Obviously, this is a major source of anger for me, and I am trying to practice some of the love and compassion that Jesus guy talks about. I don't claim to be a Bible scholar (far, far from it), but I make an attempt to read the Bible and read commentaries so I understand, at least in part, some of the amazingly complex and beautiful book upon which my faith rests. And if a person does that and leaves her or his heart open to new ideas and interpretations, I am honestly OK with most things they will use the Bible to support. I am much more comfortable with the most conservative person who has read and fought with the Bible and arrived at their position after much thought and prayer than I am with a much more liberal person who casually shrugs off Bible verses that contradict her or his positions.

I also had to chuckle at the pert of Mr. Wieseltier's quote about people defining their religion based on opposition. Especially this time of year, it seems that my more vocal brothers and sisters are up in arms over the "War on Christianity". Now, I fully understand that there are places in this world where practicing any religion other than that the sanctioned by the government will land a person in a lot of trouble. But doesn't it seem insulting to a person who practices her or his faith in the face of possible torture and execution to be up in arms about the "discrimination" of retailers saying "Happy Holidays" instead of "Merry Christmas"? And doesn't it strike anyone that the more accepting a country is of a multitude of religious expression, the better it is for everyone? How does religious tolerance hurt Christianity? And when did a religion have to be fought for in order to be valid?

I think I'm done soapboxing for now. I was just very excited to read a passage that so succinctly described the situation of and problems with American evangelism-style Christianity.

Tuesday, November 20, 2007

I was hoping we could find a way

Part deux of "Places I find truth other than the Bible":

In high school I dated a Taoist and I also had a very good Taoist friend*. I had honestly never heard of Taoism before I met D and J, so my relationships with them were also a sort of religious education course. So at seventeen, I read the Tao Te Ching and was floored by it. To a kid who is really starting to chafe against a childlike "just because" ideology ("I believe this just because I do"), Taoism's simplicity and seeming lack of dogma was very appealing**. Instead of worrying about lists of rules and requirements (which is how I saw Christianity at the time), Taoism calls for us to be in harmony with the flow of the universe, practice wu-wei (non-action; being still until the right path is revealed rather than actively seeking the path), and stop struggling against the inevitable and constant tide of change. Cool; I could handle this religion.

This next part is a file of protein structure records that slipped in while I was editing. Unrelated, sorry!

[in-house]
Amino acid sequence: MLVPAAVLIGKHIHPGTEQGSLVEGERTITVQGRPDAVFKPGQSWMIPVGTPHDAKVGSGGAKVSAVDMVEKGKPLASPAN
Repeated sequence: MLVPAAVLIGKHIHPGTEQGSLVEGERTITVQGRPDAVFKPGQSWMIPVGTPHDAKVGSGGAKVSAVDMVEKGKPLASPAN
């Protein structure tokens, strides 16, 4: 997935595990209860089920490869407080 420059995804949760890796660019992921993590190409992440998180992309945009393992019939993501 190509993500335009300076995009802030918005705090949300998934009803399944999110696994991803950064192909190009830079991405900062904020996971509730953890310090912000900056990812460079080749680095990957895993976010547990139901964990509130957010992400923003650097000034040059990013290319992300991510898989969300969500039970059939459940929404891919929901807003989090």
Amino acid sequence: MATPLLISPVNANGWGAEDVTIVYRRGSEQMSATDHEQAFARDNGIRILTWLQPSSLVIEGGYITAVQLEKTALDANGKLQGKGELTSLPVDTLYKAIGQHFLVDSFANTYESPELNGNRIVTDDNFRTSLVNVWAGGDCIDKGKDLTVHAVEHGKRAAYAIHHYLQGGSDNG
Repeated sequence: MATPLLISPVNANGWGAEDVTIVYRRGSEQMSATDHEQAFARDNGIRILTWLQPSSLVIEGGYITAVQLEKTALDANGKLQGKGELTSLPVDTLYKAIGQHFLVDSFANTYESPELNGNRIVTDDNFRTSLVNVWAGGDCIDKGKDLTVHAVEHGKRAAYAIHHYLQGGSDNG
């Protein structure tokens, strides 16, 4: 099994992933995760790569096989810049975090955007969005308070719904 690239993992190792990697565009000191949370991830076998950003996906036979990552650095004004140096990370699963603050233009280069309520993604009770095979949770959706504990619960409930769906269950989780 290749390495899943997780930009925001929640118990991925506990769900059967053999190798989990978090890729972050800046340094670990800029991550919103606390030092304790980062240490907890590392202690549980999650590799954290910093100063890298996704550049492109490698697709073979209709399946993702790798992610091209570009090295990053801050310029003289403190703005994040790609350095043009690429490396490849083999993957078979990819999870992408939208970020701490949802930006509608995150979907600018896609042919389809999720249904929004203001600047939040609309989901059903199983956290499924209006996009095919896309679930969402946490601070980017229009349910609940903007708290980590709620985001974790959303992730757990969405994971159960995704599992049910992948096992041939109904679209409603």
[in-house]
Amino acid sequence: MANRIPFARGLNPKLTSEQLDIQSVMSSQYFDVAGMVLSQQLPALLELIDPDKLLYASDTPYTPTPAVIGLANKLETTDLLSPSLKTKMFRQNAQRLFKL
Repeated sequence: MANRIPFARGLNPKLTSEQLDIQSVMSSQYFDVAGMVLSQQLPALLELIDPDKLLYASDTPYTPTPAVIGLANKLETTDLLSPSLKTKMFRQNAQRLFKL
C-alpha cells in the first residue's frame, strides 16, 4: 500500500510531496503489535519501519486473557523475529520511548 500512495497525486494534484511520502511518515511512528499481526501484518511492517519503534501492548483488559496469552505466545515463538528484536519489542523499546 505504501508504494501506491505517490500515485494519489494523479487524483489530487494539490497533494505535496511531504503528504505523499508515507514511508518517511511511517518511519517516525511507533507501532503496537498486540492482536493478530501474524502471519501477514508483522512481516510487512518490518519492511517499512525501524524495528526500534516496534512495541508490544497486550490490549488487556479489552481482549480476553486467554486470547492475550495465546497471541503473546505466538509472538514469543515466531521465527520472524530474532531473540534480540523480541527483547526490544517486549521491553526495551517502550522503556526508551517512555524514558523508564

Of course, Taosim is one of those philosophies that seems exceedingly easy and yet takes a lifetime or more to master, something it holds in common with Christianity. It is easy, for example, to nod in agreement when Matthew 22:39-40 is read in church; it is very hard to practice Jesus' teaching with the co-worker you cannot stand or the driver who splashes you with dirty slush as s/he speeds by. In the same way, it is easy to intellectualize the benefit of "active passivity"--waiting patiently for the right moment instead of trying to force it. How much simpler could our lives be if we went with the flow more often instead of trying to shape events to our desires? Not so easy is the actual practice of this passivity in a world that is constantly telling us, "Go, go!"

Wu-wei is usually translated as "non-action" (though it should be noted that there are dozens of translations of the Tao Te Ching, which makes choosing one translation as iffy a process as choosing one translation of the Bible), though it's a little more complex than simply sitting still. It requires watching the flow of things and going with them rather than fighting against them. Instead of a person running in circles and trying to make events fit her/his desires, s/he should shape her/his desires to the flow of the universe. I think of wu-wei when I think of Jesus' exhortation to always watch for his coming (Mt 25:13, Mk13:32-37). We can't make him come and we don't know when he's coming, so we should be always watchful and ready. It's not a call to complete inaction but rather to one of more thoughtful action.

I can always count on a reading of the Tao Te Ching to soothe my mind, especially when I find myself flustered about what God wants me to be doing in my life. Far too often I become overwhelmed trying to discern the direction in which God is trying to lead me and I wind up spinning my wheels, paradoxically upset that I'm not going anywhere and yet unable to make myself go anywhere. Spending a bit of time on the Tao Te Ching helps me remember wu-wei and its passive action. Just as Elijah did not hear the voice of God in earthquakes and thunder but rather in stillness, I am frequently unable to hear God until I stop running after him and let him come to me.

*Interestingly enough, I met them both at Catholic school (which could be the subject of many posts in its own right), where I also had Muslim, Wiccan, Jewish, Seventh-Day Adventist and atheist friends. Needless to say, our theology classes could get very interesting.

**For a religion whose main text is short, direct, and based on yielding and simplicity, Taosim has a lot of commentary devoted to it. The only two books I actually remember reading aside from the Tao Te Ching itself are Benjamin Hoff's The Tao of Pooh and The Te of Piglet. This is perhaps one of the more telling things about my approach to religion.